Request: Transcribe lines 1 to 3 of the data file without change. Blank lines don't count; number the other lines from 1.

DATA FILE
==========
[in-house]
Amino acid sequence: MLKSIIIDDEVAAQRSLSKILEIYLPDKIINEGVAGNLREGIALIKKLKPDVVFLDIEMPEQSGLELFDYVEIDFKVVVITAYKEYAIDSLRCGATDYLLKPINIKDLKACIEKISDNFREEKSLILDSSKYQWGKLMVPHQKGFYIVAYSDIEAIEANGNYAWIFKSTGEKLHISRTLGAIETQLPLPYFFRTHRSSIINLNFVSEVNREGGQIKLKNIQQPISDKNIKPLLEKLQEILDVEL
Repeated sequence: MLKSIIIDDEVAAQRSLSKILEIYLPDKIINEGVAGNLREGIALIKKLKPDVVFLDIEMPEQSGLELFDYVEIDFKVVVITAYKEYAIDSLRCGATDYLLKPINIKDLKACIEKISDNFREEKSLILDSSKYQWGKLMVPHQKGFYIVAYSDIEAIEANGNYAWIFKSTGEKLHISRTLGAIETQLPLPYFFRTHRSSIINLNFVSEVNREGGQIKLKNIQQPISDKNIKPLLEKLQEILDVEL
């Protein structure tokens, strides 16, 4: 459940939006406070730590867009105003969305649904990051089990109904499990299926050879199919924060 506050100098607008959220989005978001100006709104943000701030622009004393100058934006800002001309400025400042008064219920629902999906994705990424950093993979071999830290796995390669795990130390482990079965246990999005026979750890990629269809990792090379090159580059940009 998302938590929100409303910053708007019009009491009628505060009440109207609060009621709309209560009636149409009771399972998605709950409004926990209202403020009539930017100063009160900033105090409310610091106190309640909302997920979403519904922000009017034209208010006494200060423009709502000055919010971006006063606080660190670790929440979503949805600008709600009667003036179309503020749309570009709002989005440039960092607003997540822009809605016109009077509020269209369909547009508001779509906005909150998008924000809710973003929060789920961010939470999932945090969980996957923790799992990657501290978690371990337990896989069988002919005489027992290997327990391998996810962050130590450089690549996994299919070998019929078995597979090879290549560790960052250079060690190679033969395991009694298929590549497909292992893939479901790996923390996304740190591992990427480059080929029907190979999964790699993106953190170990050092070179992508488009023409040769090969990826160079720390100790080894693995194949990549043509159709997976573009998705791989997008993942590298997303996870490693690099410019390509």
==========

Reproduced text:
[in-house]
Amino acid sequence: MLKSIIIDDEVAAQRSLSKILEIYLPDKIINEGVAGNLREGIALIKKLKPDVVFLDIEMPEQSGLELFDYVEIDFKVVVITAYKEYAIDSLRCGATDYLLKPINIKDLKACIEKISDNFREEKSLILDSSKYQWGKLMVPHQKGFYIVAYSDIEAIEANGNYAWIFKSTGEKLHISRTLGAIETQLPLPYFFRTHRSSIINLNFVSEVNREGGQIKLKNIQQPISDKNIKPLLEKLQEILDVEL
Repeated sequence: MLKSIIIDDEVAAQRSLSKILEIYLPDKIINEGVAGNLREGIALIKKLKPDVVFLDIEMPEQSGLELFDYVEIDFKVVVITAYKEYAIDSLRCGATDYLLKPINIKDLKACIEKISDNFREEKSLILDSSKYQWGKLMVPHQKGFYIVAYSDIEAIEANGNYAWIFKSTGEKLHISRTLGAIETQLPLPYFFRTHRSSIINLNFVSEVNREGGQIKLKNIQQPISDKNIKPLLEKLQEILDVEL